According to Robert C. Hill, the US ambassador to Buenos Aires at that time, the junta got the message; the encounter was correctly interpreted as a green light to hastily unleash its terror. Historian Stephen G. Rabe explained that the US diplomat in Argentina “protested these atrocities and provided Washington with explicit accounts of what was happening in Argentina. For his humanity, Ambassador Hill merited a rebuke for contesting, in Kissinger’s words, ‘my policy.’”

After months of unwavering support, the situation began to shift in January, when the Democrats returned to the White House. One of Carter’s goals was to establish respect for human rights as a central plank of US foreign policy, with foreign aid conditional upon clean records in this area. But the promotion of human rights launched under Carter would advance to the extent that it aligned with the US strategy for re-imposing global hegemony. This selective denunciation of human rights violations characterized Washington’s policy in relation to the Argentine dictatorship.

Accordingly, the United States condemned the flagrant human rights violations committed by Videla’s regime and, from 1978, suspended military assistance to Argentina. Of course, Washington’s rediscovered interest in human rights was governed by a double standard. As it sanctioned violations in Argentina, it failed to denounce Pinochet’s dictatorship in Chile. Nor did the United States condemn Operation Condor, which was facilitated by the CIA. As historian William Michael Schmidli has documented, Carter’s arrival in 1977 marked a shift from Kissinger’s realist perspective—useful for justifying alliances with South American dictatorships—to a more idealistic view that factored in ethical standards. Argentina became a test case for understanding the reach and limits of the United States’ new foreign policy in Latin America.

Kissinger’s position toward the region’s dictatorships — particularly his support for Pinochet — was fundamental in encouraging the Argentine military coup in 1976 and extending American support to the junta, despite increasing domestic opposition from Democrats in the run-up to the November presidential election of that year. Even in 1978, with criticisms of Videla’s human rights violations mounting, Kissinger attended the World Cup, inexplicably hosted by Argentina during the military’s reign of terror. He even joined the dictator in visiting the soccer players’ locker room following a tense game in which the local team beat Peru six to zero, and Argentina went on to win the cup.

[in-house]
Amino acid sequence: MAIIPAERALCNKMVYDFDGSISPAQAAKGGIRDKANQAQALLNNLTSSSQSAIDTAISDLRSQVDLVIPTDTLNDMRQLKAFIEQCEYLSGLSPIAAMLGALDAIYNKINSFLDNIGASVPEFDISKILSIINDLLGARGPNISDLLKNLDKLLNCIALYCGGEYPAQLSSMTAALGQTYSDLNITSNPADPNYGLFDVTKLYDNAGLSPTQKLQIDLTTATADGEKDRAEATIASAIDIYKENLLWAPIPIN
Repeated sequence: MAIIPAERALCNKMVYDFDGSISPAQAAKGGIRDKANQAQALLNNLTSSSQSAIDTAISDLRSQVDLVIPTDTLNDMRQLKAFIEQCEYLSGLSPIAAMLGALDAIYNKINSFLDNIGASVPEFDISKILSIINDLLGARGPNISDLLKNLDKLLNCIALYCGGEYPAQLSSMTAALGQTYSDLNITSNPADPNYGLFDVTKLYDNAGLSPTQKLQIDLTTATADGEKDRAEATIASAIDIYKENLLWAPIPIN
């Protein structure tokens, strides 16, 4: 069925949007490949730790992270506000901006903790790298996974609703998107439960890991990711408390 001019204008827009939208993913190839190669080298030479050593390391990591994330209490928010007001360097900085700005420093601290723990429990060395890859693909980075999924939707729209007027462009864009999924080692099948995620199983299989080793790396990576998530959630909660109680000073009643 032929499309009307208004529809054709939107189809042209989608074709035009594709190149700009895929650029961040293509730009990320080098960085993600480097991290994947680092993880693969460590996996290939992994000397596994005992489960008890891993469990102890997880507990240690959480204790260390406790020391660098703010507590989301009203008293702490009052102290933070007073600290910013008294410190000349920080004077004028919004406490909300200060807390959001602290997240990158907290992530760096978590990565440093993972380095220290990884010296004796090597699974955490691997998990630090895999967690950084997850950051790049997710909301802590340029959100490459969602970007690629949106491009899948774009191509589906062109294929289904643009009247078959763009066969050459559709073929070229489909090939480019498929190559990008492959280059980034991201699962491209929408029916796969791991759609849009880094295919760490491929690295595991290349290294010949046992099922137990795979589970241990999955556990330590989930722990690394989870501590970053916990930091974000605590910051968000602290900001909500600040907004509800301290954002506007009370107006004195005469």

Kissinger’s influential presence, shoulder to shoulder with the de facto Argentine president, at the center of international attention during the global soccer tournament, was a high-profile signal of support. It was unequivocally designed to counter pressure from Patricia Derian, the assistant secretary of state for human rights. In sum, although Kissinger acted more cautiously than in recent years, he welcomed the arrival of the military dictatorship, giving it diplomatic and political cover inside the State Department.

The United States–Argentina relationship underwent an important change with the March 1976 coup. When it became known that Martínez de Hoz, who had close relations with David Rockefeller and US banking interests, would be appointed economics minister, financial backing then also followed. Videla rapidly proclaimed his administration’s alignment with the West, with the fight against communism, and followed the National Security Doctrine as central regime policy. This earned him immediate and unwavering support from Kissinger. However, conflicts with Washington reappeared with the advent of the Carter administration, when human rights promotion became a central US foreign policy concern and recurring point of conflict with the Argentine dictatorship.

A mere four years later, under Ronald Reagan’s presidency, human rights were pushed back into the degraded area of hushed diplomacy that Kissinger preferred; “observations” about these sensitive issues had to now be addressed via private dialogue, not public policy. Two months after assuming power, Reagan announced plans to convince Congress to remove bans on armament sales and military supplies to Argentina. In July, the policy of voting against loans for Argentina from international financial institutions based on human rights was tossed out.

Kissinger’s policies were back.

This chapter draws extensively on research conducted for my two books, Vecinos en conflicto: Argentina y Estados Unidos en las conferencias panamericanas, 1880–1955 (Buenos Aires: Ediciones Continente, 2011) and Relaciones Peligrosas: Argentina y Estados Unidos (Buenos Aires: Capital Intelectual, 2013).

Excerpted from The Good Die Young, Jacobin and Verso Books’s book-length anti-obituary for Henry Kissinger.

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Leandro Morgenfeld, a history professor at the University of Buenos Aires, is the author of several books in Spanish about US–Argentina relations.

René Rojas is an assistant professor in the department of human development at SUNY Binghamton. He is on the editorial board of Catalyst.